What Is After-Cataract (Posterior Capsular Opacification), And Is There Anything That Can Be Done To Fix It?

Dr. Greenstein answers the question: 'What Is After-Cataract, Can It Be Fixed?'

ByScott Greenstein, M.D., Comprehensive Ophthalmologist, Massachusetts Eye and Ear Infirmary
December 23, 2008, 5:52 PM

Aug. 24, 2009— -- Question: What is after-cataract (posterior capsular opacification), and is there anything that can be done to fix it?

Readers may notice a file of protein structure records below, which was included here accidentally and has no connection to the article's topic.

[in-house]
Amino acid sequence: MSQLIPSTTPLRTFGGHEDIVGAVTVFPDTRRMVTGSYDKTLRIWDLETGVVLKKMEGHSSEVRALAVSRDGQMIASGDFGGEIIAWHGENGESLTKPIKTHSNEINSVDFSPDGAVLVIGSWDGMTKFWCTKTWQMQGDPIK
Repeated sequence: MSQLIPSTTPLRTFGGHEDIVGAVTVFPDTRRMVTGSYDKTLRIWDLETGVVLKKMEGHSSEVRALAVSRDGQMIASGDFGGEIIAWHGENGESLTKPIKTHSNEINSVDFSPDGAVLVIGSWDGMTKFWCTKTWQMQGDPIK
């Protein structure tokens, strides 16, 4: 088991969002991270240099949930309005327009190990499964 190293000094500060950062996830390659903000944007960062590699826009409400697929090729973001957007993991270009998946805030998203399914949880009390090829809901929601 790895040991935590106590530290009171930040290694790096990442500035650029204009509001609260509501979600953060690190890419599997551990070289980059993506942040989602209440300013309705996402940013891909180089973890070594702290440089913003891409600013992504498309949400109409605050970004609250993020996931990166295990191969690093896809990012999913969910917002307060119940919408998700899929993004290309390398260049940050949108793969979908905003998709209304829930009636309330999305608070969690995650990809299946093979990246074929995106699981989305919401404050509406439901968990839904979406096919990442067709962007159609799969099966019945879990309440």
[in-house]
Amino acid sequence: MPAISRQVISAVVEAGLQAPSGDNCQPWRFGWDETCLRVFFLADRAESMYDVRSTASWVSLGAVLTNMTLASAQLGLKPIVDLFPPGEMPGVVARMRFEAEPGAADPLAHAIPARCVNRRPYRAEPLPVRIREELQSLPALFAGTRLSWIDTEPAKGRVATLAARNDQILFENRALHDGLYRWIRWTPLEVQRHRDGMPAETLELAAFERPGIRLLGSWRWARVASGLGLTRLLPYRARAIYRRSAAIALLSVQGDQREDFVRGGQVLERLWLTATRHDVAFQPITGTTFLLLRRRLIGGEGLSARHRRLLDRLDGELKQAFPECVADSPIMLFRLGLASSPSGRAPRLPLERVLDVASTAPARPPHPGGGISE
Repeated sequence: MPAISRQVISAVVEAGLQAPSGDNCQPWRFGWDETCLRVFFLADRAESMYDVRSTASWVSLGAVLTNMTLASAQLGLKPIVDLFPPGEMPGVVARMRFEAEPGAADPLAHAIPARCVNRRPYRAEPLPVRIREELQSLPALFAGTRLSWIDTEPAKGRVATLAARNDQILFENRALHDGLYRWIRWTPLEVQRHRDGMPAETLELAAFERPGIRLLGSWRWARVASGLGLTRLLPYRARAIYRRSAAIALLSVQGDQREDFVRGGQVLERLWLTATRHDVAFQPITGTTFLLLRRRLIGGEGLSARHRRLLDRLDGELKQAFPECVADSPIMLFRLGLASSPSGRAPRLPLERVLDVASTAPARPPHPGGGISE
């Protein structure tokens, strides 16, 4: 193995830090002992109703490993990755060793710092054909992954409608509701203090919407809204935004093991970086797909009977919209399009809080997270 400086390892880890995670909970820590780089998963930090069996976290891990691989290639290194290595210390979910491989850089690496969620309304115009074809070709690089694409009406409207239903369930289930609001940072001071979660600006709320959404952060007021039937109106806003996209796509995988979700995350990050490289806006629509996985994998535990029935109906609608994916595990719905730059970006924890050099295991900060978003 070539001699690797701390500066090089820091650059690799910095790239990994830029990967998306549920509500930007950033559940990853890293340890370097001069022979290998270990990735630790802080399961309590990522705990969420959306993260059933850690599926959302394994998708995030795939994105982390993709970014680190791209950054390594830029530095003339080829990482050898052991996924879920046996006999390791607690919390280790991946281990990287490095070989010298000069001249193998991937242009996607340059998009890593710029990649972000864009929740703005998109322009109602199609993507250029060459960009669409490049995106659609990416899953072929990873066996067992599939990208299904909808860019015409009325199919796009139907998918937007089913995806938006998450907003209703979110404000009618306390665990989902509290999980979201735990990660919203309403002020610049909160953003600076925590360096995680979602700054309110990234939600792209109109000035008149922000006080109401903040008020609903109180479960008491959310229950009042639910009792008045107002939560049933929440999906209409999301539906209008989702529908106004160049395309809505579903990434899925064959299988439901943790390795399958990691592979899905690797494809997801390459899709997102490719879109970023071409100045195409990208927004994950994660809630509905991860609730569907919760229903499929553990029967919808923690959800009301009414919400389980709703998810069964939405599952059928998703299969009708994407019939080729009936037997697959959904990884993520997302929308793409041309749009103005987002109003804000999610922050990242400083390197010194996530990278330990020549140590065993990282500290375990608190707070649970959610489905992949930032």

Answer: Over the years, approximately 15 percent of patients [who] have an uncomplicated routine cataract surgery have developed a clouding or a thickening of a natural membrane in the eye which sits just behind the lens implant, called the posterior lens capsule. This has been referred to as "after-cataract" or a secondary capsular opacification. In any case, this is a clouding that may resemble the symptoms that a person had before surgery, and this is relatively easily fixed by doing a laser procedure called a YAG laser capsulotomy to open and remove that clouded membrane.

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